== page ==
U.K. police department to stop responding to emergency mental health calls soon

The change is necessary because it is taking officers away from their core responsibilities of fighting crimes, the Met chief said

By Sarah Roebuck

LONDON — The Metropolitan police in the ceremonial county of Greater London will no longer respond to emergency calls related to mental health emergencies, the Guardian reports

Commissioner of Police of the Metropolis Sir Mark Rowley wrote in a letter that he will order his officers not to respond to the thousands of calls they get every year to deal with mental health emergencies. The force will stop responding to such calls on August 31, 2023. Officers will only respond "where there is an immediate threat to life."

The change in protocol is necessary because it is taking officers away from their core responsibilities of fighting crimes, the Met chief said. The chief also noted that patients who need medical experts are "being failed when a police officer attends instead." 

“We are failing them first by sending police officers, not medical professionals, to those in mental health crisis, and expecting them to do their best in circumstances where they are not the right people to be dealing with the patient," the letter states as quoted by the Guardian. "We are failing Londoners a second time by taking large amounts of officer time away from preventing and solving crime, as well as dealing properly with victims, in order to fill gaps for others.”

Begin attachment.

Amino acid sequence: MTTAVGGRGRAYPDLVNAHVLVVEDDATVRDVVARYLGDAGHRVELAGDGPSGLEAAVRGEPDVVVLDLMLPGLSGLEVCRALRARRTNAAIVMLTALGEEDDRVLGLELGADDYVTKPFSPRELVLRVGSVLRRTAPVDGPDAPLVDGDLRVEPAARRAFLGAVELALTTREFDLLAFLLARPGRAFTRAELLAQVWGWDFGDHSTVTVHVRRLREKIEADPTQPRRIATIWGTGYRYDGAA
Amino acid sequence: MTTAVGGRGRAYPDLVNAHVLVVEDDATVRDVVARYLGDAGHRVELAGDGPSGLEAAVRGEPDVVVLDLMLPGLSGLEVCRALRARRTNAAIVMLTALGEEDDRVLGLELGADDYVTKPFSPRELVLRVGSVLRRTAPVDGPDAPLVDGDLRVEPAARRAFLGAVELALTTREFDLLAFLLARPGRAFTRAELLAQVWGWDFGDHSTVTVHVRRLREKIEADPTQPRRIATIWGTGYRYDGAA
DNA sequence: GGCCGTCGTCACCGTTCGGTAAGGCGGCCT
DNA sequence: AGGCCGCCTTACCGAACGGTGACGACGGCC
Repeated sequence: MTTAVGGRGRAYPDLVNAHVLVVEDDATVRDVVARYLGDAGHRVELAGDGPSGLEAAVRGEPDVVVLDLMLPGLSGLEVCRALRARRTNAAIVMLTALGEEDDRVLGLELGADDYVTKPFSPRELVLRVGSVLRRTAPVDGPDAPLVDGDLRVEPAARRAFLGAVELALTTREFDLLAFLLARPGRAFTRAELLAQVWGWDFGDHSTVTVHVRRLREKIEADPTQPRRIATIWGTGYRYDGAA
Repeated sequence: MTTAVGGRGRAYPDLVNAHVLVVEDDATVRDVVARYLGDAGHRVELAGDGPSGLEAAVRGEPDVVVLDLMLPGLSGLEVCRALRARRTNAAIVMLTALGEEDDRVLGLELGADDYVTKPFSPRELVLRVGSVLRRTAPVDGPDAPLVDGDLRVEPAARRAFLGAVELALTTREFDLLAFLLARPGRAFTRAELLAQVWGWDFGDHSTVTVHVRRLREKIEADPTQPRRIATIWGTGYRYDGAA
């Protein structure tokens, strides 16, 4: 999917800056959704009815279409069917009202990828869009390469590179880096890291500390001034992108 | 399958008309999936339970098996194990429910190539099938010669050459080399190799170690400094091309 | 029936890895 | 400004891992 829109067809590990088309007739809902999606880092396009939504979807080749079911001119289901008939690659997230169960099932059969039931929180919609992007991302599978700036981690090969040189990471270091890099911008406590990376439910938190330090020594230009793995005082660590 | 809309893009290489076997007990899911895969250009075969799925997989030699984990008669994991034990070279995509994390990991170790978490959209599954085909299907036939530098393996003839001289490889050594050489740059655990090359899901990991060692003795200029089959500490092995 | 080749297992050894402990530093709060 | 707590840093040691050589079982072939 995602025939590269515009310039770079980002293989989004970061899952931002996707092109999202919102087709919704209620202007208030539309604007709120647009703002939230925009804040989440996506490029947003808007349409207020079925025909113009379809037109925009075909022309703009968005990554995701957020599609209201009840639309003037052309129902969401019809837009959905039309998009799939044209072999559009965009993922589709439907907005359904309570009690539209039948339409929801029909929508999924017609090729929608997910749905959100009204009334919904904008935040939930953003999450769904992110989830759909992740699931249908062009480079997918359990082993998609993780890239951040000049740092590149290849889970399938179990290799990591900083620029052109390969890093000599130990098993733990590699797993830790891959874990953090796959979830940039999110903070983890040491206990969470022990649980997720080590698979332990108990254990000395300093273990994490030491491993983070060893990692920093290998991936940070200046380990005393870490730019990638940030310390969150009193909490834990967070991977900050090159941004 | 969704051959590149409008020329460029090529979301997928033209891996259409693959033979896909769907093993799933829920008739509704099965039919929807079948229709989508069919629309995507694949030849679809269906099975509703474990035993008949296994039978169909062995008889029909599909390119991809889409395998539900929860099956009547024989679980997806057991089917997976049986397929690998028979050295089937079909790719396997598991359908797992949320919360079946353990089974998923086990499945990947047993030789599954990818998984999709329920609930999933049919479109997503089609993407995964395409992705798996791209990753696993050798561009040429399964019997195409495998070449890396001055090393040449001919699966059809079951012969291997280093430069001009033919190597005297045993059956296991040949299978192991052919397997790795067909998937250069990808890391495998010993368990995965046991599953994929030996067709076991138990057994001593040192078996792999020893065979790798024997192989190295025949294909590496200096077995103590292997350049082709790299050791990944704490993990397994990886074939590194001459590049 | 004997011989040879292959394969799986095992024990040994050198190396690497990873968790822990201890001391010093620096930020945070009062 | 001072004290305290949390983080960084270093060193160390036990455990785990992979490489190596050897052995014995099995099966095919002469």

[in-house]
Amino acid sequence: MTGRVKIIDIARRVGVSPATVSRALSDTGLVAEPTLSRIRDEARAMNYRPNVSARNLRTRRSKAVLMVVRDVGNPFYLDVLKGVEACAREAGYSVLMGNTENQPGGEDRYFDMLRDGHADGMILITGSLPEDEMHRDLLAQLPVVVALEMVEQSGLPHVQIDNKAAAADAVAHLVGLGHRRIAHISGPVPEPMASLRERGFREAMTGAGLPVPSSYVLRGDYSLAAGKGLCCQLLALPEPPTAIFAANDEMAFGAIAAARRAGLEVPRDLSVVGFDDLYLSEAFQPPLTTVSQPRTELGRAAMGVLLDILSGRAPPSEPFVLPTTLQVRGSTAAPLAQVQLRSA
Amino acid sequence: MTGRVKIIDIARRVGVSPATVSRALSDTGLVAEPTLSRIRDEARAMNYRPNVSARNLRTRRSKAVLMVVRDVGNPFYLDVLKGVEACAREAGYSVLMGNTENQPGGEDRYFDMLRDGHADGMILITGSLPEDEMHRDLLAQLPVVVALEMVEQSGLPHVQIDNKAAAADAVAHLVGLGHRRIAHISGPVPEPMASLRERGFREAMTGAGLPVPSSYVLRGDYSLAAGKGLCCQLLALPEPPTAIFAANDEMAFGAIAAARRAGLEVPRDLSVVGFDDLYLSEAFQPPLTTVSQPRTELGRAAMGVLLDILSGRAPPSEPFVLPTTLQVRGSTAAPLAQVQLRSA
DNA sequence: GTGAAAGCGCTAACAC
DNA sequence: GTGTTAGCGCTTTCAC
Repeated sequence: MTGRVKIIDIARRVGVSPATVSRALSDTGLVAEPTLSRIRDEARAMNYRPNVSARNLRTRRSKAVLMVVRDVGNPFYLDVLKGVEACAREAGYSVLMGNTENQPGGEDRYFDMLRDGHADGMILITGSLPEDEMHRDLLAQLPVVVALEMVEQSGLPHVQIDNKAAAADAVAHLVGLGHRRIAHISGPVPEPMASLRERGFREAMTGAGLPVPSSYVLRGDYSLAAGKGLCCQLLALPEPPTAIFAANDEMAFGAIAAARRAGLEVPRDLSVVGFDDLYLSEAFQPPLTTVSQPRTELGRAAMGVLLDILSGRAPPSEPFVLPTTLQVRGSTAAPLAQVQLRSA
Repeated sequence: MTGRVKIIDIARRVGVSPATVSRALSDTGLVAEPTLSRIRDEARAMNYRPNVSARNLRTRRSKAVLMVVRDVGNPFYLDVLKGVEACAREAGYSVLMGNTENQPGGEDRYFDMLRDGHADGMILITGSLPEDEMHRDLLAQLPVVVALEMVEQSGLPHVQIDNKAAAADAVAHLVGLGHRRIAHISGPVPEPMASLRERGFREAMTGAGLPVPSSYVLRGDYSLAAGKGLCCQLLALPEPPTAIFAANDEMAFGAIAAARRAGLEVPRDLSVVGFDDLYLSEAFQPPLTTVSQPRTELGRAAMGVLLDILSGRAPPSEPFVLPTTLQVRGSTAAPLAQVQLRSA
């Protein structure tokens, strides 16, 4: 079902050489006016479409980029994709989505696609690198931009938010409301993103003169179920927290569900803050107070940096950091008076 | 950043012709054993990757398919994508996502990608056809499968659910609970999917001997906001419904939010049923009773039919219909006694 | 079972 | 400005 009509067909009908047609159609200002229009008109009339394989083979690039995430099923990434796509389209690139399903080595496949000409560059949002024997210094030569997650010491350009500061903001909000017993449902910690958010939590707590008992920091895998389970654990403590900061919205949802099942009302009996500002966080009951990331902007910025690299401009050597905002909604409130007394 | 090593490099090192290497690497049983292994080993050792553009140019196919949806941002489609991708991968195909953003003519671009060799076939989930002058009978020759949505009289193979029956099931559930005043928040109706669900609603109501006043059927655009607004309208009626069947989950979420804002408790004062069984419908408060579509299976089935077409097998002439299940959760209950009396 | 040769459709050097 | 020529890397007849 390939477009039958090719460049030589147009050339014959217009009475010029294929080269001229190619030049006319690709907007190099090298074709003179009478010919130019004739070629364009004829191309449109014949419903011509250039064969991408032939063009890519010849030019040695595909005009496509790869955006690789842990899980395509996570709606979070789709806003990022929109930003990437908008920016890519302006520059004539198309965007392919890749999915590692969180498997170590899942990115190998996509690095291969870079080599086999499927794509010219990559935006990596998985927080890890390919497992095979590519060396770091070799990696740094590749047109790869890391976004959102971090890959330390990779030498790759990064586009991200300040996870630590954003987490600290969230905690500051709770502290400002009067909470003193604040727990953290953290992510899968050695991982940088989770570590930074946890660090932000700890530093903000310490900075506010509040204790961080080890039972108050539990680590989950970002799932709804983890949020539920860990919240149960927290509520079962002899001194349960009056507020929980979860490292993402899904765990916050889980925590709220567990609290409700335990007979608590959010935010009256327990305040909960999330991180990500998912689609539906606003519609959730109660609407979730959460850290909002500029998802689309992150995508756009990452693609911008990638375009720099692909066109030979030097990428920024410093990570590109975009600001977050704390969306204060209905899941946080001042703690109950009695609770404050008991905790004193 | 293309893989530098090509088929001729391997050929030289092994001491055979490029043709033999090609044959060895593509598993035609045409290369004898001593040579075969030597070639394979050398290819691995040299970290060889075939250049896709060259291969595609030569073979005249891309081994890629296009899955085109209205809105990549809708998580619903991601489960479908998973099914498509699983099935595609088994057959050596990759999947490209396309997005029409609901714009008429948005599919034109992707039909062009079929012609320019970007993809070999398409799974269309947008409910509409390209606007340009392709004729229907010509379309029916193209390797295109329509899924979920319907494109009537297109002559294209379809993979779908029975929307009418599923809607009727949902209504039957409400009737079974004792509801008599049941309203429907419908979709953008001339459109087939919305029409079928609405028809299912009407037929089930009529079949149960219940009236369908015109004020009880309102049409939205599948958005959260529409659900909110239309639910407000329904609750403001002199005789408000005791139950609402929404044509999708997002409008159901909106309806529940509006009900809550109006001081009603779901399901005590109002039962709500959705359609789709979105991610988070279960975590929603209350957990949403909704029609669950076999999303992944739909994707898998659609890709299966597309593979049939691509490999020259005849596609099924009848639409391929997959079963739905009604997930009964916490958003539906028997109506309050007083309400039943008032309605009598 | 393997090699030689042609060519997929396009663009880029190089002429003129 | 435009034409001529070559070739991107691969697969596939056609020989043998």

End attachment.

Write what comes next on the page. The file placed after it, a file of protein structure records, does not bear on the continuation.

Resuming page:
According to the letter, a national police study reveals that officers collectively spend nearly one million hours annually waiting in hospitals for mental health patients to undergo assessments. This staggering amount of time is equivalent to responding to 500,000 domestic abuse incidents or 600,000 burglaries.

Rowley's letter states Metropolitan police officers dedicate approximately 10,000 hours per month to addressing mental health matters. Additionally, the process of handing over a patient to medical personnel can take up to 14 hours.

“To illustrate further the pressing need for reform, on April 28 and 29, the Met received the highest number of 999 calls we have ever taken [9,292 calls]. Only 30% of these calls were classed as crime-related," Rowley wrote in the letter. 

The proposal has the potential to raise concerns among ambulance providers, paramedics and NHS staff, who are already experiencing heightened pressure due to budget cuts. This comes at a time when mental health services are already strained.

The letter to the Met’s health and social care partners was sent on May 24, giving them a 99-day deadline to plan for the change.

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